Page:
Tuesday, 6 April 2010

Forgotten heroes: how family history research helped trace Malta’s bomb men

My quest to find out more about Lt G D Carroll’s service during the blitz on Malta, and put his name in its rightful place in history, was well underway. But among the wealth of World War 2 records, I had discovered there were three other Bomb Disposal Officers who served after him, whose names did not appear on any ‘list’ either (see 2 March). I decided that each of them deserved recognition for their part in keeping the Island’s people free from the danger of UXBs.

And if my book was going to be more than a daily log, I had to know something about them, and what stories they might have to tell. I needed to trace these officers – or their families, if sadly they were no longer around.

I had three signatures on Bomb Disposal Reports: F W Ashall, T Whitworth and H Lavington – and nothing more. I’d learned very quickly that no personnel records for World War 2 are yet in the public domain.

Thanks to my late brother Chris I had an alternative. He’d asked me to carry on his research into our family history. I’d accepted willingly, not realising at the time that he left me a way to connect with three important characters in UXB Malta.

So where to start? I had no full Christian names, although at least the surnames were not too commonplace. I didn’t know which part of England they were from. I could only estimate their age range from the other BD Officers, Malta: Lt E E C Talbot was 21, Lt G D Carroll was 23 and Lt T W T Blackwell 34.

I turned to the Ancestry website to search for their births by surname. I struck lucky with Ashall: Frederick W came up, born in Lancashire – and he was married there. A search of Ancestry’s British Phone Books suggested he returned to Lancashire after the war. I went to BT Enquiries: there was no F W Ashall but there was a possible entry for his wife. I picked up the phone, and a few weeks later I was sitting with Mrs Ashall and her son, listening to stories of Frederick’s time in bomb disposal.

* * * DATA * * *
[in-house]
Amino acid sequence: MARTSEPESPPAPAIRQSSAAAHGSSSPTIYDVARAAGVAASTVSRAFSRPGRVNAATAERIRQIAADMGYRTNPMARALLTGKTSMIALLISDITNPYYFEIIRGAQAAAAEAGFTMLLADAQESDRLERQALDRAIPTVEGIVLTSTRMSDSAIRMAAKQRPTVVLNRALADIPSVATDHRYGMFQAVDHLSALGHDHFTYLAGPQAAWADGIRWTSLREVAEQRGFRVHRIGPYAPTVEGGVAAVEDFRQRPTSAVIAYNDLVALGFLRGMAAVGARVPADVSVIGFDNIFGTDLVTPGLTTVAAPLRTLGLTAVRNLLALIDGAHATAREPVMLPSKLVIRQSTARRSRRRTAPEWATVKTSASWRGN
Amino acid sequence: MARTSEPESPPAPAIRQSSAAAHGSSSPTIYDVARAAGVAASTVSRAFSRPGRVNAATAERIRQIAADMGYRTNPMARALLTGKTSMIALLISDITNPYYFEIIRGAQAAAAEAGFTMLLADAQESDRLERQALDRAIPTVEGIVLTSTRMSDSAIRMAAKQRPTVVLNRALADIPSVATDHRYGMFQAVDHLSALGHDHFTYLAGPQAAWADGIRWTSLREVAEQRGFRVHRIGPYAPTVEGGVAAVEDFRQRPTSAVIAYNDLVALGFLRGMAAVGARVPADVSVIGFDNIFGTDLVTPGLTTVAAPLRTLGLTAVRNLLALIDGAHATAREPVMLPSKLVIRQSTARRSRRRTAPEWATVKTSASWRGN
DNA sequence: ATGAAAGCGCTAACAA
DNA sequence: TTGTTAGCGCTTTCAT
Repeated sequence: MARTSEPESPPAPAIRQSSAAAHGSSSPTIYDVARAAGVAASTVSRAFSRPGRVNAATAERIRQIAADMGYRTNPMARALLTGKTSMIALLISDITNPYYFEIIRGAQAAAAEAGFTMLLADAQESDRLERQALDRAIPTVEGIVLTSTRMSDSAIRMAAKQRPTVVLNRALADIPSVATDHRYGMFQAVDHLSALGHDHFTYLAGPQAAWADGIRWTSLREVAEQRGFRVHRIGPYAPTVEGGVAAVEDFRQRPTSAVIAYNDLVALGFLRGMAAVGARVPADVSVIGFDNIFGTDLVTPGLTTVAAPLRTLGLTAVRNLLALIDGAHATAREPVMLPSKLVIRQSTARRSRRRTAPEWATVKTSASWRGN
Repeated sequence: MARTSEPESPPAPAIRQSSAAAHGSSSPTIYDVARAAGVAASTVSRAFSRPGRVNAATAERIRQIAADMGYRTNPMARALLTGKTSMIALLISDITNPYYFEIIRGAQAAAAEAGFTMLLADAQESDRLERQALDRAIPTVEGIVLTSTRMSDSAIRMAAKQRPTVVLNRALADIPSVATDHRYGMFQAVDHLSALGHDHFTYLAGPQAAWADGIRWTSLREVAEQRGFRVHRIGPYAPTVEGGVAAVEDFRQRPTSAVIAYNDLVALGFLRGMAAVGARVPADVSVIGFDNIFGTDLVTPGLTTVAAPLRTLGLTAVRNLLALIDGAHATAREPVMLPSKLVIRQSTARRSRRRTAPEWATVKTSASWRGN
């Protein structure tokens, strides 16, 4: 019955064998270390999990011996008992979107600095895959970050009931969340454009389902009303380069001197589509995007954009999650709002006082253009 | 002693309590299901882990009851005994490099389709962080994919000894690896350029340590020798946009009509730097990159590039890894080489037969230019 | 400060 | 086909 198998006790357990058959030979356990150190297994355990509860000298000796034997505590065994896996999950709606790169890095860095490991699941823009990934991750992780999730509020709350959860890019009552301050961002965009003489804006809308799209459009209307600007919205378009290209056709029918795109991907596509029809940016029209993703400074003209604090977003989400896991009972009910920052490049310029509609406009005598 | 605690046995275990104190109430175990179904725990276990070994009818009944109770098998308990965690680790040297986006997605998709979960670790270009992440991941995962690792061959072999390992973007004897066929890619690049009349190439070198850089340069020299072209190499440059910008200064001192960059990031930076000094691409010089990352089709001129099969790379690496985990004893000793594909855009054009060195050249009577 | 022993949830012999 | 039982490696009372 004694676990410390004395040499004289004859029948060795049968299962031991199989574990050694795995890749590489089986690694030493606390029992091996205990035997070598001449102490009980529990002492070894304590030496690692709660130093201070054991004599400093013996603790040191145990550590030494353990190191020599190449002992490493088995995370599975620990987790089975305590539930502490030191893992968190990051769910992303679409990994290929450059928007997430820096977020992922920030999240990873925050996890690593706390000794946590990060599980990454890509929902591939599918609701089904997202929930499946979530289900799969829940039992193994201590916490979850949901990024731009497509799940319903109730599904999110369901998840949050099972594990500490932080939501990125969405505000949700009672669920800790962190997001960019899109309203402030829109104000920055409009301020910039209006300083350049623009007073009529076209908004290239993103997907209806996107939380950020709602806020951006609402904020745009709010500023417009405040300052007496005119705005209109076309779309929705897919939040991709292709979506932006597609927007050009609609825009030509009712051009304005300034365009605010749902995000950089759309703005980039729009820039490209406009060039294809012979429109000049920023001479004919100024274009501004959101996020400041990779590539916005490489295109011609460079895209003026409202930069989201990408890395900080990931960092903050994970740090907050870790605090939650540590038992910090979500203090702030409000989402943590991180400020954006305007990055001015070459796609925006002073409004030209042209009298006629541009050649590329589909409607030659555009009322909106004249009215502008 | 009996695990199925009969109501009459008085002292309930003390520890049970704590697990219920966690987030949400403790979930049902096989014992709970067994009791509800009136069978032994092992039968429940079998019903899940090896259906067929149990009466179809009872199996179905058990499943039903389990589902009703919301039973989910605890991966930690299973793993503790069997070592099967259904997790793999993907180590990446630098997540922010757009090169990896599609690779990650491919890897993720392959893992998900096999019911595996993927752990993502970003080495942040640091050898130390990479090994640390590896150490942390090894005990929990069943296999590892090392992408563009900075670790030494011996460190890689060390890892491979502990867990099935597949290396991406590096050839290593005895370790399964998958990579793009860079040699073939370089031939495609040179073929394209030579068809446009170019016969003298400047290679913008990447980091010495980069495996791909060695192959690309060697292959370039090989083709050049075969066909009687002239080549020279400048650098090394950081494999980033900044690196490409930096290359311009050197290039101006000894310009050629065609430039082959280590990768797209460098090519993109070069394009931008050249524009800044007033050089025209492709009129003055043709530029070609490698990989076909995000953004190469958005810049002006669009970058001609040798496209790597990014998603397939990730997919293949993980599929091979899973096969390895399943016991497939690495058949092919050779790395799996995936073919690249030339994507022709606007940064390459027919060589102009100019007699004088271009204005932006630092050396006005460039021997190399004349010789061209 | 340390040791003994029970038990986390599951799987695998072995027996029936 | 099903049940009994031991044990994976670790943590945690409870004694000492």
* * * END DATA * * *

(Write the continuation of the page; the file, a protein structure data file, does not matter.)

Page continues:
There were two Henry Lavingtons, both born in Hampshire. One trail went cold in London, the second had a surprise in store. According to Ancestry, from the 1950s one Henry Lavington had lived in Gillingham, Kent – barely three miles from George Carroll. I could scarcely believe it when a cheerful Henry himself answered my telephone call. I was privileged to meet him several times, before he sadly passed away last year.

There were 48 T Whitworths (Thomas, Trevor, Terence etc). I’d almost given up hope of finding the right one, when I visited Henry for the first time. He worked alongside Whitworth, and was fairly sure he came from Lancashire, so I posted a ‘seeking old comrades’ notice in the local paper. No response. By this time I had narrowed the field to about 6 candidates, their spouses and children, whose birth places might give me a clue to their whereabouts. I called a few possible descendants, with no success.

When I hit a brick wall like this in research, I often ease my frustration by putting the elusive item into a Google search, to see what comes up. This time I found Thomas Whitworth, Master of Hatfield College, and there was the text “During World War II, Whitworth served with the Royal Engineers (Bomb Disposal) in North Africa…”. It had to be the same man. Sadly he died in 1979 but his wife was named, and with that I could trace his family.

I only wish I could have tracked down all those who served in RE Bomb Disposal in Malta. Other routes such as Genes Reunited can be useful but it’s a matter of chance to find a relative close enough to know about their wartime service.

But Chris unknowingly left me one more gift. Going through his papers one day, I found an email from someone responding to one of his searches for our great-grandfather’s birth in Malta. She wrote that her grandfather, Harry Turner, had served in RE Bomb Disposal there during the war. I was on my way to meet another family…